Access Control: How to Configure Complex Door Interlocking Systems

Aug. 5, 2014
11 steps to help avoid pitfalls when designing and bidding multi-door mantraps

Door interlocks are being used more frequently for facilities requiring a higher level of security, such as bio-medical facilities built to serve the healthcare industry. While some projects use detailed specifications developed by the owner from prior sites, others may supply only vague requirements that the integrator must develop into a complete engineered system.

While simple two-door, one-room mantraps may be familiar to some integrators, the complexity increases dramatically as more related doors and connecting rooms are added. When automatic door operators, card access systems, etc., are interfaced with the door interlocks, care must be taken to ensure compatibility, and all of it must satisfy local building codes.

Security dealers and consultants should use the following detailed checklist — developed by Dortronics Systems — to design both simple and complex door interlock systems. With this checklist, many potential problems can be avoided; in addition, Dortronics engineers will work with you to suggest door hardware and accessory devices and recommend operating features.

Door Interlock Checklist

1. Define the primary purpose: Some mantraps are for security in applications such as banks, casinos or government sites. These typically incorporate card access and require that the doors be normally locked. Environmental control interlocks frequently use normally unlocked doors. Bio-medical and pharmaceutical projects, on the other hand, may use a combination of locked and unlocked doors to provide a higher degree of security and isolation but using some normally unlocked portals to facilitate faster traffic flow.

2. Determine door relationships: The next step in designing a door interlock system is to determine the traffic pattern and the door relationships. A door matrix chart can indicate which doors are inhibited when each of the controlled doors are accessed. A floor plan with each door numbered and each room labeled will easily illustrate the required logic. Shared doors between rooms and other doors in these rooms must all be controlled by a common interlock controller.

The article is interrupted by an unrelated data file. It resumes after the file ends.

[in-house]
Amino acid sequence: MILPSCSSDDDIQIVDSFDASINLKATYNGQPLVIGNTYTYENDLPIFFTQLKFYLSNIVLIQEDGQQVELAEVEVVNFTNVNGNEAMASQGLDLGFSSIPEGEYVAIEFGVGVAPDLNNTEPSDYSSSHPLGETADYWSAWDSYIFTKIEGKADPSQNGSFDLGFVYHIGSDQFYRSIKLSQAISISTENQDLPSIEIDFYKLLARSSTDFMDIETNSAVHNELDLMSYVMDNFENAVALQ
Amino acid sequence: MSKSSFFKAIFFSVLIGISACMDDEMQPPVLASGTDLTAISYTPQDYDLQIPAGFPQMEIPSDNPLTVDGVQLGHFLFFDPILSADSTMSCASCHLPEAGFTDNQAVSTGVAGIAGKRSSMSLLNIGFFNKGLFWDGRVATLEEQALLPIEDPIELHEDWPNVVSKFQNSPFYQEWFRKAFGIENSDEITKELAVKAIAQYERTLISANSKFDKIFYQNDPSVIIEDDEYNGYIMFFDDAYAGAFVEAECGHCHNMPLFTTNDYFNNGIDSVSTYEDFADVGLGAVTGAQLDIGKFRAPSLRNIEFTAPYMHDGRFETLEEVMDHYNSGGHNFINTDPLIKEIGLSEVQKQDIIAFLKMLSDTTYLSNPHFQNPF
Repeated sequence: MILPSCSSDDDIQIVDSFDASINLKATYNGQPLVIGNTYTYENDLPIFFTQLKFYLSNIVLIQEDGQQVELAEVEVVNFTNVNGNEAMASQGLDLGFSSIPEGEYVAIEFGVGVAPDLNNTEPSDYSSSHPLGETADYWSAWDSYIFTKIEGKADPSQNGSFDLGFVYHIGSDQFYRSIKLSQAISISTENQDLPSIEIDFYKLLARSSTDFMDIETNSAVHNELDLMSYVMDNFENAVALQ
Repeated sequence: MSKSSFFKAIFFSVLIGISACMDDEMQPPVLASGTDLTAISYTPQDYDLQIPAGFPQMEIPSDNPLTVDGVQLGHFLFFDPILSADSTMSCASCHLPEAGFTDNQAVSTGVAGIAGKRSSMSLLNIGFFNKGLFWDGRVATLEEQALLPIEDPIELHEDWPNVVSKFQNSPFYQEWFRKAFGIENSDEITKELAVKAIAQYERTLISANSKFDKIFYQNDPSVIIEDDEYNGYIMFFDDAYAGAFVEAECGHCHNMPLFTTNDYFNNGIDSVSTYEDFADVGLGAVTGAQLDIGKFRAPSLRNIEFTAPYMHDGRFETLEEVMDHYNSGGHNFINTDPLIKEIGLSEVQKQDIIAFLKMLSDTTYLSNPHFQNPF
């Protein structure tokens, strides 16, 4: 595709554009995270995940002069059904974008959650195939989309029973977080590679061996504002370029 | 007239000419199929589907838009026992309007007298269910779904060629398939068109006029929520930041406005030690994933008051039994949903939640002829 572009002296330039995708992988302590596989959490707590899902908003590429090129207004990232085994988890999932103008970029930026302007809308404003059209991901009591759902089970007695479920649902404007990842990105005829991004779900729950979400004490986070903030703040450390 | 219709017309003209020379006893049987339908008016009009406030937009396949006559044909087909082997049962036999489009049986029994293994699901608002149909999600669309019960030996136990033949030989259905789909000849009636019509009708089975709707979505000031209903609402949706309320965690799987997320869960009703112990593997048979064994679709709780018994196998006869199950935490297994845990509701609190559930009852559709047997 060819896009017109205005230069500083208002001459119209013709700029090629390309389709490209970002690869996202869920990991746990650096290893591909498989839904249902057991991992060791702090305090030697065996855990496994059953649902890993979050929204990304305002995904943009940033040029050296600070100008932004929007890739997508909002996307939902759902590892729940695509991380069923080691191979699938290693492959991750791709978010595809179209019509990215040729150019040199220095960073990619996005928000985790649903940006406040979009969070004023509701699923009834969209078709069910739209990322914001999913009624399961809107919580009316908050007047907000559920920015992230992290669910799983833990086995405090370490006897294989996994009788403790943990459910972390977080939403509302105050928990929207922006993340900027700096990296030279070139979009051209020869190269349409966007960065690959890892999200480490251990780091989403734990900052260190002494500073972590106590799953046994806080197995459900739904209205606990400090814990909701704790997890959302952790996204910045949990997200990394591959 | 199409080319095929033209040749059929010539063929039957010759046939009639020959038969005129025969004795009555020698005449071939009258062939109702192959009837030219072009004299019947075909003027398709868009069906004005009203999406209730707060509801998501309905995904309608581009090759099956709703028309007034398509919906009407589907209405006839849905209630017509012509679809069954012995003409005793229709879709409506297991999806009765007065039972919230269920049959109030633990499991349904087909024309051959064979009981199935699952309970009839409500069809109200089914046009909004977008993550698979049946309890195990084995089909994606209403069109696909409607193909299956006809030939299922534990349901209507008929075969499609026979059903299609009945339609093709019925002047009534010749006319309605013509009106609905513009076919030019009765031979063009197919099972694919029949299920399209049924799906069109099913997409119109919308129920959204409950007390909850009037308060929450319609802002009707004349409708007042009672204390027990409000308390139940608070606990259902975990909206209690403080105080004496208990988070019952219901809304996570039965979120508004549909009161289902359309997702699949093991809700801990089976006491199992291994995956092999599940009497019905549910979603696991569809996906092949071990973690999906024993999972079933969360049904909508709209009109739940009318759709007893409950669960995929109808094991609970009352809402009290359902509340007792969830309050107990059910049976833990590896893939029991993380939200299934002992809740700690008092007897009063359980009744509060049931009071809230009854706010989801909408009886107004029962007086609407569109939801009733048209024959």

3. Verify normally locked or unlocked doors: The most common door interlocks are for two doors, both normally unlocked and used as an air lock. Opening either door causes the other door to lock, preventing it from being opened while the first door is open. Note that door switch contacts are usually not hardy enough to switch lock power — resulting in an early door switch failure. If two or more normally unlocked doors are interlocked, it may be possible to open both doors simultaneously, as the interlock controller will not see a door opening in time to prevent the other doors from being opened.

4. Monitor controlled doors: Door status switches are typically used to monitor mantrap doors; however, card access systems also require a door status input and they cannot share the same contact as the mantrap control. There are ways around this — either use two door position switches or a DPDT switch to isolate the two system circuits or “mirror” the door switch through a PLC relay output for the access control.

5. Select electric locking hardware: Maglocks and strikes are often used to secure swing doors. Clean rooms that require periodic wash-down need electrically-sealed locks and actuating controls — usually maglocks, although electrified locksets are sometimes used. Casinos frequently use a combination of both fail-safe maglocks and fail-secure strikes in the money counting areas. In the case of a power failure with maglocks de-activated, the doors remain secured by the strikes and mechanical locksets. Electric locks specified must be within tolerance of the power supply and control relay contacts. Detention locks and some electrified door hardware may require higher voltage power or a large current draw that could exceed the control relay rating.